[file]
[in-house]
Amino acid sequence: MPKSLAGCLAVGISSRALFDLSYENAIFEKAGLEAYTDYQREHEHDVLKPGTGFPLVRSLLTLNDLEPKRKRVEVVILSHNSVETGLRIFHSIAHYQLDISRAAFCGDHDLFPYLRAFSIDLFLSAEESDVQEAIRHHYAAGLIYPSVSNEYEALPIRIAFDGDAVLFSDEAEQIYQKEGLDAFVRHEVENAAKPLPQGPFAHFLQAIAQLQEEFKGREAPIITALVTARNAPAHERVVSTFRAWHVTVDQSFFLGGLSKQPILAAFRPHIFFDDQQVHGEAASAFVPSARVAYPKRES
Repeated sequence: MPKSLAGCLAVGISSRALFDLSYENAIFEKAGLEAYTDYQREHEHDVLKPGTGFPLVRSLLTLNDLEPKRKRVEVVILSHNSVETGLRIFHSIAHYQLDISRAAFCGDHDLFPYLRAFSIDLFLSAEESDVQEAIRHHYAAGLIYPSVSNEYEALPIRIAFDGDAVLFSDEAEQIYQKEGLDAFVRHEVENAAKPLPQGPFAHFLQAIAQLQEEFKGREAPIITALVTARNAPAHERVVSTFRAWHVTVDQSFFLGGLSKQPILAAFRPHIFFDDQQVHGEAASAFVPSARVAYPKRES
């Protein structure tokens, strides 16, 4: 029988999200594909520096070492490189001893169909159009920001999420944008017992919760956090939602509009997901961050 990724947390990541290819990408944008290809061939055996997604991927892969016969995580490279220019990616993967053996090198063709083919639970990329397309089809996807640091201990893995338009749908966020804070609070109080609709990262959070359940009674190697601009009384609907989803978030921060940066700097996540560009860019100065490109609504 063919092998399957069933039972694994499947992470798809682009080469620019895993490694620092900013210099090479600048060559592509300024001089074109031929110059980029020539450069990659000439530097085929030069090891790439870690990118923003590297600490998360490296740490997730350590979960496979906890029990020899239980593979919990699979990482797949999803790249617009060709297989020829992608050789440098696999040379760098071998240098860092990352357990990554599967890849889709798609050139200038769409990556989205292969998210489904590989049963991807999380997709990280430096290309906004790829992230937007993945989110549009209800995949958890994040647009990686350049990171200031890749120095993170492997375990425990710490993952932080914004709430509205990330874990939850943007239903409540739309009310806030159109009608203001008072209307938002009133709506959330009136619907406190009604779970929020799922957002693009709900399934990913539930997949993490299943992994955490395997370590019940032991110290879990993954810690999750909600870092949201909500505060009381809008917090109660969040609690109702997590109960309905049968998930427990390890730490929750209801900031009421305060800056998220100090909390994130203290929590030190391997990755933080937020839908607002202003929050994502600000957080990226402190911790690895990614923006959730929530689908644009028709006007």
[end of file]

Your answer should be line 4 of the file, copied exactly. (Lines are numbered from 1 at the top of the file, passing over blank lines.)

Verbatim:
């Protein structure tokens, strides 16, 4: 029988999200594909520096070492490189001893169909159009920001999420944008017992919760956090939602509009997901961050 990724947390990541290819990408944008290809061939055996997604991927892969016969995580490279220019990616993967053996090198063709083919639970990329397309089809996807640091201990893995338009749908966020804070609070109080609709990262959070359940009674190697601009009384609907989803978030921060940066700097996540560009860019100065490109609504 063919092998399957069933039972694994499947992470798809682009080469620019895993490694620092900013210099090479600048060559592509300024001089074109031929110059980029020539450069990659000439530097085929030069090891790439870690990118923003590297600490998360490296740490997730350590979960496979906890029990020899239980593979919990699979990482797949999803790249617009060709297989020829992608050789440098696999040379760098071998240098860092990352357990990554599967890849889709798609050139200038769409990556989205292969998210489904590989049963991807999380997709990280430096290309906004790829992230937007993945989110549009209800995949958890994040647009990686350049990171200031890749120095993170492997375990425990710490993952932080914004709430509205990330874990939850943007239903409540739309009310806030159109009608203001008072209307938002009133709506959330009136619907406190009604779970929020799922957002693009709900399934990913539930997949993490299943992994955490395997370590019940032991110290879990993954810690999750909600870092949201909500505060009381809008917090109660969040609690109702997590109960309905049968998930427990390890730490929750209801900031009421305060800056998220100090909390994130203290929590030190391997990755933080937020839908607002202003929050994502600000957080990226402190911790690895990614923006959730929530689908644009028709006007």